A Journey to “Home”: An interview with the team behind “Where is Home?”
Where is home? Many TCKs are faced with this existential question on a regular basis, but not all are able to answer it with certainty. The idea of home is often challenged, reactions ranging from saying it is nowhere, everywhere, or even that it changes constantly. It is one of the themes of self-examination that run through many TCKs’ experiences, an ongoing journey with multiple resolutions.
In July 2011, TCKid hosted a mini festival of TCK-related short films in Toronto, featuring some of what would become popular films highlighting TCK experiences. One of these films was “Les Passagers”, an emotional exploration of the identities and experiences of TCKs. Aga Alegria, the film’s director and producer, shared her experiences live from Barcelona, Spain, and it has since become among the most-watched films about TCKs online.
Since then, Aga decided to expand on the stories shared in “Les Passagers”, leading to the vision behind “Where is Home?”, a documentary examining the experiences of TCKs and their search for “home.” Aga and her production team — Producer Paul Saltzman, an Emmy Award-winning film and television producer and director, and Production Assistant, Alethea Wang, also a TCK — have high ambitions for “Where is Home?” and have since launched a fundraising campaign to support its goals of high quality editing and participation in major international film festivals. The campaign is ongoing on Indiegogo and ends on 7 March 2013.
TCKid took some time to talk to Aga and Alethea about “Where is Home?” and their campaign.
What was the inspiration behind “Where is Home?”?
Aga: I’ve spent most of my life living out of a suitcase. I think I’ve moved a total of about 21 times so far! But I’ve always struggled with my inability to stay in one place. This struggle became really difficult when I hit 30. I longed desperately to be content with my decision to settle down in Toronto to start a family. But I could still feel the restlessness inside me and having to constantly fight the restlessness was very tough on me emotionally.
What was worse was that I felt alone in my struggle! No one around me, not even myself, could understand why I was so restless. So one night I just started ‘Googling’ how I felt, and that’s how I came across the Third Culture Kid community. I finally felt understood! I had found my ‘tribe’ and I was inspired to tell our story. More than anything, I wanted to know how others like me coped with being uprooted, with feeling torn between many different cultures, and whether or not we were able to find ‘HOME’ while remaining in constant motion.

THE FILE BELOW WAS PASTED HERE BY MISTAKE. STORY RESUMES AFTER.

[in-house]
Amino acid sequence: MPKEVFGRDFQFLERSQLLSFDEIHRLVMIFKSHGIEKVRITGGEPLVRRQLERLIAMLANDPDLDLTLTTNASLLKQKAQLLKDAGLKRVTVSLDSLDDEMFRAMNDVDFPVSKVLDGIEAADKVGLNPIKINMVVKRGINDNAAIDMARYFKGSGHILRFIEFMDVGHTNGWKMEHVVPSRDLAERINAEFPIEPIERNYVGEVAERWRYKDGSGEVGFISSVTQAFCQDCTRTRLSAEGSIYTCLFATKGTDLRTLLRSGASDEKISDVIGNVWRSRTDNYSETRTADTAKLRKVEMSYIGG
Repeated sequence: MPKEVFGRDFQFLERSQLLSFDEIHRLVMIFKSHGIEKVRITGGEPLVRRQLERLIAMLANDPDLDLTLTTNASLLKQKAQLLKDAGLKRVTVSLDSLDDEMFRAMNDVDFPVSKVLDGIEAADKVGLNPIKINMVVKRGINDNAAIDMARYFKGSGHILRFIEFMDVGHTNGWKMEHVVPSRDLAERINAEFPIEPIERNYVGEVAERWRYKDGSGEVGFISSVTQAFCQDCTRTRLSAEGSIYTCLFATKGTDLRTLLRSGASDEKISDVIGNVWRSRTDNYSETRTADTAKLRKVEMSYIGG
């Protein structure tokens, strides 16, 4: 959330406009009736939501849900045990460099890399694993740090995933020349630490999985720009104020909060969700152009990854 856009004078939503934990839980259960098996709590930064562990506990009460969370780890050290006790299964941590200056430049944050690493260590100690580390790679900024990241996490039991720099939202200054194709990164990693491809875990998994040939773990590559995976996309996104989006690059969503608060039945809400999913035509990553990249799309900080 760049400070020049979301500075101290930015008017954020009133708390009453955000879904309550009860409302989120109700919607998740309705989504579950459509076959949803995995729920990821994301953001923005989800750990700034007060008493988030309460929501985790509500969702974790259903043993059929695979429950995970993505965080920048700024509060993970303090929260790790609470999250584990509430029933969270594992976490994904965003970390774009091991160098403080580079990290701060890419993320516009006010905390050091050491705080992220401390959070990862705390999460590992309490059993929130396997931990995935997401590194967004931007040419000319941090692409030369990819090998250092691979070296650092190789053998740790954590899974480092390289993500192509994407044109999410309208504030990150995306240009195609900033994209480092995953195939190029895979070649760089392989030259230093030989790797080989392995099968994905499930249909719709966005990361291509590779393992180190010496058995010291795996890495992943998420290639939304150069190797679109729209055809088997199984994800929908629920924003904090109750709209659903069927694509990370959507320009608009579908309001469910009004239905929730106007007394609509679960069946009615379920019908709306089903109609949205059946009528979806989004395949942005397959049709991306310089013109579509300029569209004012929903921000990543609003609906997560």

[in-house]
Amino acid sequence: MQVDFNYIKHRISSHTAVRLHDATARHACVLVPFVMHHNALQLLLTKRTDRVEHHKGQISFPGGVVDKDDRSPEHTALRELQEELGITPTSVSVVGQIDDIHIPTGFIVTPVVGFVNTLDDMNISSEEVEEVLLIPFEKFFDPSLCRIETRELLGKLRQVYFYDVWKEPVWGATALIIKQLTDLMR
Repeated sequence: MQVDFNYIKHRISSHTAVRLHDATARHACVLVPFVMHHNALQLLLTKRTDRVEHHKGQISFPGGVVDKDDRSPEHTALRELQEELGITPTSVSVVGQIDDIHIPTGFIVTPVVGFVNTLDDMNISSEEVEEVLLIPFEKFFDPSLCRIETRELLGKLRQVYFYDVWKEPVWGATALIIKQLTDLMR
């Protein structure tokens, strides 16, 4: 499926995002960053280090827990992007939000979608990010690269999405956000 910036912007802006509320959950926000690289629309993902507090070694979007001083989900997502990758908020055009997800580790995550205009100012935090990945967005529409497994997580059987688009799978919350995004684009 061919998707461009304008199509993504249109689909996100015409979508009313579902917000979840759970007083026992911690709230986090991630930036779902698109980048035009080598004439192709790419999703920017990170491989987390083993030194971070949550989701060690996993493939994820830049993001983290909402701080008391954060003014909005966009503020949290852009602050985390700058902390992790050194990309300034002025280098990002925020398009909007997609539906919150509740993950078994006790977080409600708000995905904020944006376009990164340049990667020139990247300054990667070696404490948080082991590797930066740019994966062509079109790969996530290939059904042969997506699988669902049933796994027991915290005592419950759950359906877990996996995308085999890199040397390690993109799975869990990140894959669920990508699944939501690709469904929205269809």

Can you give us a brief synopsis of what “Where is Home?” is about and what issues will be explored?
Alethea: The film tells the stories of several adult Third Culture Kids while also following Aga’s personal journey. To all of them, “Where is Home?” has been an extremely hard question to answer and each of them have embarked on an existential quest to find ‘HOME’. The key issue that the film addresses is how to fashion a sense of ‘HOME’ or self when all the traditional coordinates are gone, and we aren’t sure where our affiliations lie. How one comes to terms with the restlessness and ambivalence when those feelings are part and parcel of one’s identity.
Another topic that we highlight is the positive qualities that arise due to moving between the wondrous diversity of cultures in our world. We’d like to share that with the world.
Talking about our experiences as TCKs can be both liberating and painful. How did it feel for you and the participants to work on the film?
Aga: I learned A LOT from listening to the wisdom shared by the participants in my film! Everyone was excited to have a safe outlet to share his or her story. But to get to the emotional root of our experiences, I had to push them to truly open up their hearts and talk about feelings they had mostly kept to themselves before.